What else happened?  I participated in a kick-ass ornament swap, and I keep meaning to post pictures of all the awesome ornaments I got (and the ones I made).  I helped my mom make Christmas stockings for me and my kittenface.  My house is pretty freaking clean, and I even had a holiday party (we played Cranium…  OMG, I am a huge dorkus).  So really, fall was not a total loss.  I am really looking forward to the winter.  I’ve got big plans, y’all.

Merry Christmas to all, and to all a good night.  And Happy Chanukah to all, too!

*Please don’t get offended.  I didn’t mean this in a disparaging way, though reading back over the post, I can see how someone might take that.  The goal of SO is to get people to try to do things they think they can’t.  Therefore, just participating is admirable.  That’s not the case with NaNoWriMo, is all I’m trying to say.

**She made me set a date (January 7) and keeps telling all our other friends about it.  And she also keeps saying, “OMG, I can’t believe the lame messages I get from guys.  I can’t wait until you’re on it.”  She sells it so well, no?  She’s also quite adept at manipulating me into doing things, like playing on the fear that everyone will think I’m a chicken if I don’t follow through…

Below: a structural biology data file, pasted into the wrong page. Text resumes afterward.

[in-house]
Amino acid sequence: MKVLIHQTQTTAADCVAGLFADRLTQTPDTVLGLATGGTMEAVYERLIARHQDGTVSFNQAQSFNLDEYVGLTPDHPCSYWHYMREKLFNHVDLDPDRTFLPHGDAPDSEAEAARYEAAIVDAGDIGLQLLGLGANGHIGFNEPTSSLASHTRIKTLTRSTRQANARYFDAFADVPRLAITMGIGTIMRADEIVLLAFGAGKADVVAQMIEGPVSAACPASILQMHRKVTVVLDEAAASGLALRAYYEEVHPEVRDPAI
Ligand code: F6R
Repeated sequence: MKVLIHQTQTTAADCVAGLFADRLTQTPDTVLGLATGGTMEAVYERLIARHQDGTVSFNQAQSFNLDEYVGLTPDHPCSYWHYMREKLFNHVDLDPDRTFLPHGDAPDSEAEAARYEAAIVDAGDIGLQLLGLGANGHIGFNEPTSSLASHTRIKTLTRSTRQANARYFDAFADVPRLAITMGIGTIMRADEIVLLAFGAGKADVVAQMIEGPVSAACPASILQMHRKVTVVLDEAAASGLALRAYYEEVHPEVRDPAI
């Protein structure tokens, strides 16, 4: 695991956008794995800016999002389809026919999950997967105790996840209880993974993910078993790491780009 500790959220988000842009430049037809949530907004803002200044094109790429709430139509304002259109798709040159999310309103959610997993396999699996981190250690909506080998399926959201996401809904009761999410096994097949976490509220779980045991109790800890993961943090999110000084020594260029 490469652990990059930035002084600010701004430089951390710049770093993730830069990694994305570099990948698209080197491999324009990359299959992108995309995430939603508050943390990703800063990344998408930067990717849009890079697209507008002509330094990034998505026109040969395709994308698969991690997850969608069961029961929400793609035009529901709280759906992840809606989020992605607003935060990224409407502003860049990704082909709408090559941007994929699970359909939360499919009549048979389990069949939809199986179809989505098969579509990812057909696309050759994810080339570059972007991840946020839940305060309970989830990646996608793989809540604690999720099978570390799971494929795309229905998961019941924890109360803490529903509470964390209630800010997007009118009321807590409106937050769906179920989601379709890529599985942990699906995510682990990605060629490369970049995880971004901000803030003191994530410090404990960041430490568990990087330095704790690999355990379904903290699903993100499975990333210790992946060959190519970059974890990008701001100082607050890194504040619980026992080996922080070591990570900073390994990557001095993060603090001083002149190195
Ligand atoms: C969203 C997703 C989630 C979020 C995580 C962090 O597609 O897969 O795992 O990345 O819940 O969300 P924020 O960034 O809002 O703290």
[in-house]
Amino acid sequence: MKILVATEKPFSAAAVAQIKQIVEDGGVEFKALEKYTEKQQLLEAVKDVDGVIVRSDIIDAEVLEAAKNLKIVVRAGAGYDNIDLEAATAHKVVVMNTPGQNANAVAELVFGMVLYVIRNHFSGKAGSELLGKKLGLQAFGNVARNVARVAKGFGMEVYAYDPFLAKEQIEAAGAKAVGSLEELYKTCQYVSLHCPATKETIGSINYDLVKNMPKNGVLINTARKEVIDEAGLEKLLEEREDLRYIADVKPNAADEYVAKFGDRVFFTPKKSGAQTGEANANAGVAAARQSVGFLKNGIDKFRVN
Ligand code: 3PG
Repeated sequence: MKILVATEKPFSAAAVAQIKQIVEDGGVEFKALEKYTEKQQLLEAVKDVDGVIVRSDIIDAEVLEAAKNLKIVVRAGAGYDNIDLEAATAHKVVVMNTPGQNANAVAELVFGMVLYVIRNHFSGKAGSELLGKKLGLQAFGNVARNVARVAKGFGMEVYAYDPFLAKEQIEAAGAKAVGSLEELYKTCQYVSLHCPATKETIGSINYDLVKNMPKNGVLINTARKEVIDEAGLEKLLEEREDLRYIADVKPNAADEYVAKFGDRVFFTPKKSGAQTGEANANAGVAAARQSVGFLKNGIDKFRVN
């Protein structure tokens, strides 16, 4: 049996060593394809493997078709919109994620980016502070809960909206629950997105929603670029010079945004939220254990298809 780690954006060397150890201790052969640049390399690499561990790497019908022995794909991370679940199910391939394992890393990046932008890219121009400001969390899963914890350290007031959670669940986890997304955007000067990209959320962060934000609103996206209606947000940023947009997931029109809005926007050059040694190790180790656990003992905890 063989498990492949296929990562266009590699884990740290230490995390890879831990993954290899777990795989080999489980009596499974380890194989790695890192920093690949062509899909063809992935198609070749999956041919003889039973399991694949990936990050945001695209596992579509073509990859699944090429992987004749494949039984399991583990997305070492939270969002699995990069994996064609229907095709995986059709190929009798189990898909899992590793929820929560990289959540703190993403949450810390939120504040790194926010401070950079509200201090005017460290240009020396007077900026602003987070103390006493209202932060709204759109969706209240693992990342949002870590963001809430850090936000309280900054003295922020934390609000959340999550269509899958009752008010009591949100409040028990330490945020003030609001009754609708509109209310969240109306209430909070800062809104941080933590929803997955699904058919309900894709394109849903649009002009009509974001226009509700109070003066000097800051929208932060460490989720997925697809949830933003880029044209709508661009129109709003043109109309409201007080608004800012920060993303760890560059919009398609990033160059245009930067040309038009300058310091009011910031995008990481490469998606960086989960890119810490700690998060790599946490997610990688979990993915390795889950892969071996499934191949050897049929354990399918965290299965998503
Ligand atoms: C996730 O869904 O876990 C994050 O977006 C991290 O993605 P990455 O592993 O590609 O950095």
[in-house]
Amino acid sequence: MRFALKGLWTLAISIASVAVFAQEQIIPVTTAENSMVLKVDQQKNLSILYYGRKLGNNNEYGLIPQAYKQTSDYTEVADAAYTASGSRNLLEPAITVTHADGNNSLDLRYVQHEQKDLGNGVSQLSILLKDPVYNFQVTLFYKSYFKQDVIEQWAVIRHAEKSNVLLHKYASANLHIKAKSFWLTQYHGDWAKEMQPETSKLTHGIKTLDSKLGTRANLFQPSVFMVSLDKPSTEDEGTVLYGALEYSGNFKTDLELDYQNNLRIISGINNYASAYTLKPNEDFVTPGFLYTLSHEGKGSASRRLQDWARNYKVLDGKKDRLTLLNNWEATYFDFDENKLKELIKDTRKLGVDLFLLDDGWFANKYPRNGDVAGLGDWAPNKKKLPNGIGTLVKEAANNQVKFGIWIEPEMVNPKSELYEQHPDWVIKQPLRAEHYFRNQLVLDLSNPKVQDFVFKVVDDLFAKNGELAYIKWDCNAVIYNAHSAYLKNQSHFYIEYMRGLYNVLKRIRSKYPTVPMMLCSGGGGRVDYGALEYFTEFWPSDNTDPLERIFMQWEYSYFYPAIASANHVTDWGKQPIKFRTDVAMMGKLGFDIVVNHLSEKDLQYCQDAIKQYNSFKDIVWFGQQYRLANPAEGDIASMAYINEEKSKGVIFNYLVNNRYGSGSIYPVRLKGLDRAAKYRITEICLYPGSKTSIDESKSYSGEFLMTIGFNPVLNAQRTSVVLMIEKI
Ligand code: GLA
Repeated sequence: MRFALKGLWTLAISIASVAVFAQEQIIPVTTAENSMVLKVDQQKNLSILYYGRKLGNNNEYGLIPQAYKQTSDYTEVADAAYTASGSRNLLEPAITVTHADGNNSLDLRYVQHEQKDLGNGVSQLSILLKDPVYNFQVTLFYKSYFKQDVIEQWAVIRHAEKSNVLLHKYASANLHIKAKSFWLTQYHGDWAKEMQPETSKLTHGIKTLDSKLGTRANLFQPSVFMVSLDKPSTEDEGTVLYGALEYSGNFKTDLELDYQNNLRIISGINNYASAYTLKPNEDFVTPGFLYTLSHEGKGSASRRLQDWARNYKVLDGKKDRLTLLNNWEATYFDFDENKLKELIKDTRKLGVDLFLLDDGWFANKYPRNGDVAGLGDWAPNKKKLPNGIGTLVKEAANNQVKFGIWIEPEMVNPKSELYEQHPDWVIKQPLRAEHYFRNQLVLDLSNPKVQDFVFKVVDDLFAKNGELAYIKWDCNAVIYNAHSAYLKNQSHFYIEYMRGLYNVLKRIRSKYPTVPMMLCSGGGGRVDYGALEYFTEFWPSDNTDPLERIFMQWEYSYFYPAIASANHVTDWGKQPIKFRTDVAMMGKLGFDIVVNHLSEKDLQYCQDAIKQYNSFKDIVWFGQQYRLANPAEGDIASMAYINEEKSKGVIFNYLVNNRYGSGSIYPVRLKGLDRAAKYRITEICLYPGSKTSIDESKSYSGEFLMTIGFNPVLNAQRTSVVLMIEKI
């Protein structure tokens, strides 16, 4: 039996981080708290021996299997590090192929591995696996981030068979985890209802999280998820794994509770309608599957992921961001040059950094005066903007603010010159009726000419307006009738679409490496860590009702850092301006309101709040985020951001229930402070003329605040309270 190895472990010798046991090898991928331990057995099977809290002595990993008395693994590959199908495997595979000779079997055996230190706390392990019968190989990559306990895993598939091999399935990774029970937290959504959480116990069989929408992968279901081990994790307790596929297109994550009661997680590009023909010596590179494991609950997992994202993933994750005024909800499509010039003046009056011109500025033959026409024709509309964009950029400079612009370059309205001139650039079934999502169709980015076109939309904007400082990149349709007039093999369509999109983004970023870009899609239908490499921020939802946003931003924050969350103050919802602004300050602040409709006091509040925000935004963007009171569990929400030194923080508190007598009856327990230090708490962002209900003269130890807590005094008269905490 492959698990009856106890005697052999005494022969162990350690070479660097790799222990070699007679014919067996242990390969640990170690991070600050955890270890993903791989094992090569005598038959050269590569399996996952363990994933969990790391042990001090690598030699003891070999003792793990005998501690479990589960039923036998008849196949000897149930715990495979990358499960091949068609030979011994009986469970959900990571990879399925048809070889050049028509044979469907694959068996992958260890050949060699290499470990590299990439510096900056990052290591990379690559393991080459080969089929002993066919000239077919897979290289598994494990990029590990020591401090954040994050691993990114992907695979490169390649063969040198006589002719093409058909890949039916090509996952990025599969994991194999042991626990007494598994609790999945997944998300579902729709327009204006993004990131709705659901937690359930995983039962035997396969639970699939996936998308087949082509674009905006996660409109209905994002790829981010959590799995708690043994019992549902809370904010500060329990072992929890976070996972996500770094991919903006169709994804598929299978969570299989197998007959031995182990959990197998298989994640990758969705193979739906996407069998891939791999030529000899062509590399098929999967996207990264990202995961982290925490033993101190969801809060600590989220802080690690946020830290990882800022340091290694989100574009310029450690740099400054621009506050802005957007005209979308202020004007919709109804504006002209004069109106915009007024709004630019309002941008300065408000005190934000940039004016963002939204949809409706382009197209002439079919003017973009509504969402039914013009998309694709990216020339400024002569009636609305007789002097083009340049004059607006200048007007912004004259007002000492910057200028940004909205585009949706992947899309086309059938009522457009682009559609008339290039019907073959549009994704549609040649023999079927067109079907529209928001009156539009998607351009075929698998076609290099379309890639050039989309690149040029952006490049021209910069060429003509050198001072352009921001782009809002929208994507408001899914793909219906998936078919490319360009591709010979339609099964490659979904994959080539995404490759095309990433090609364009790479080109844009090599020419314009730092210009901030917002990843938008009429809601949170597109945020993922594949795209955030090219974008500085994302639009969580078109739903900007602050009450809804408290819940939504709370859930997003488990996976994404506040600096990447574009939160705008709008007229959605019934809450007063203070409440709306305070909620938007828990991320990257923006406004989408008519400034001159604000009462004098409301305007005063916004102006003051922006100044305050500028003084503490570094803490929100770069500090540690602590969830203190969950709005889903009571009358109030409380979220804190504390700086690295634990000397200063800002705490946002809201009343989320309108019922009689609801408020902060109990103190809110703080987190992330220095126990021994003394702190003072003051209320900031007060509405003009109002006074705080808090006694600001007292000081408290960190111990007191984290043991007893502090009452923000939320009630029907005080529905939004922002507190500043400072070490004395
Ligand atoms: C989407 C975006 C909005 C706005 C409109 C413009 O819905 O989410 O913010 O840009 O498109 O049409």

***Well, we saw how well that turned out last time.

****Funny story:  I told my dad that I was shooting for reading 50 books in 2007.  I though this was pretty awesome, as it’s slightly less than 1 per week.  (I was going to go with 52, but thought it might discourage me from reading really good non-fiction because I can’t speed through those as well.)  His response?  “Oh, that’s great sweetie.  I’m about to hit 70 this year, and it will be the fourth time I’ve done that since I started keeping track in 1990.”  Gee, thanks, Daddy!  Way to make me feel like sh*t!